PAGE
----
Moody's has downgraded the outlook for the British banking industry as the total amount lenders would have to stump up, in the form of fines, settlements and compensation for a raft of major market manipulation scandals and investigations, is unclear.
The ratings agency said in a statement that it had to change the outlook for British lenders, focusing on HSBC, Barclays, the Royal Bank of Scotland, Lloyds Banking Group, Santander UK, and the country's largest building society, Nationwide, as litigation costs and possible fines and settlements remain "difficult to predict".
"UK banks remain exposed to further conduct-related costs [Figure 1], which are highly unpredictable and increase earnings volatility, as demonstrated by the banks' accounting for conduct-related provisions," said Moody's in a statement.
"Nevertheless, we believe that some conduct-related provisions have peaked, in particular for the mis-selling of payment protection insurance, and will decline relative to previous periods.
"Lastly, some large UK banks are included in investigations that UK and international authorities are undertaking in relation to benchmark interest-rate and foreign-exchange-rate manipulations.
"[Lloyds recent fine] shows how even banks without large investment banking activities are exposed to legacy remediation costs. Although the timing and the outcome of these investigations is difficult to predict, they add material risks to the profitability metrics for the affected institutions."
Britain's biggest banks have now set aside around £21bn (€26.5bn, $35.4bn) to deal with the payment protection insurance (PPI) scandal.
PPI was originally designed to provide loan repayment cover, should the customer fall ill, lose their job or have an accident. However, millions of customers have now submitted complaints stating that that they never wanted or needed the policy in the first place.
Banks have also spent billions of pounds in dealing with the mis-selling of interest rate hedging products and face more years of coughing up millions in compensation payments to SMEs for consequential loss claims.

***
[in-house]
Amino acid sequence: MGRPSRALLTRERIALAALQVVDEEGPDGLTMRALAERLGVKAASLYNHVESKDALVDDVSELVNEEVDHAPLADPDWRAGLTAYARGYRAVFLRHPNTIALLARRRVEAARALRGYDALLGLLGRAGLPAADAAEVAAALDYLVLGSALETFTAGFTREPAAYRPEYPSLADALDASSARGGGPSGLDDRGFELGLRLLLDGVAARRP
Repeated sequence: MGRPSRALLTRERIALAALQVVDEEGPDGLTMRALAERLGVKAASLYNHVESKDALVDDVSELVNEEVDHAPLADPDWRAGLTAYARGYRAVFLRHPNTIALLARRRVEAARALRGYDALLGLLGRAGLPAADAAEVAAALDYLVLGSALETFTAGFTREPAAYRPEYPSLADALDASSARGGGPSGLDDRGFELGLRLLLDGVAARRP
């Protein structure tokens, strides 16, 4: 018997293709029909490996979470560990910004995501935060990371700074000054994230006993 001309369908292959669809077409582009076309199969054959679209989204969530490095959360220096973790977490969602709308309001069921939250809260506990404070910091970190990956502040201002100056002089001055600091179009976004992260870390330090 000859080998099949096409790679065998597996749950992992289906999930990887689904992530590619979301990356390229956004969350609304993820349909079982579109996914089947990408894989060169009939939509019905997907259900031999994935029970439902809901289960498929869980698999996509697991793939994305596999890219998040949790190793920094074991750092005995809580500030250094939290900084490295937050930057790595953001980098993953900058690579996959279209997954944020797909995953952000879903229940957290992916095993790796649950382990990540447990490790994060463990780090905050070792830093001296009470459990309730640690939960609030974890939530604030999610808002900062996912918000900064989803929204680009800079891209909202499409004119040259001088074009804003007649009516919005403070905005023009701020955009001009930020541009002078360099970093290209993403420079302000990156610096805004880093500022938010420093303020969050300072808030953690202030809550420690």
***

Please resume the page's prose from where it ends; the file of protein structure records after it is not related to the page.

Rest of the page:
Elsewhere, while Barclays, Lloyds, RBS and a number of others have settled with authorities over Libor fixing charges, regulators across the globe are still investigating a number of other lenders over allegations of manipulating key foreign exchange rates.
Meanwhile, Moody's said there was another range of issues for why Britain's banking sector outlook had to be cut.
"We have changed our outlook for the UK banking system to negative from stable. This change reflects our view that the improved operating environment and banks' stable financial fundamentals will not fully offset the negative credit implications of the finalisation of the UK resolution and bail-in regime and the related 'ring-fencing' framework," it said in a statement.
"As a result of their final implementation, our current systemic support assumptions for UK banks will likely decline during the outlook period, as indicated by the existing negative outlooks on the long-term ratings of the six largest UK financial institutions."
The UK resolution and bail-in regime and the structural ring-fencing is aimed at hiving off retail banking operations from investment banking units, in a bid to protect ordinary investors and SMEs from more risky parts of the group.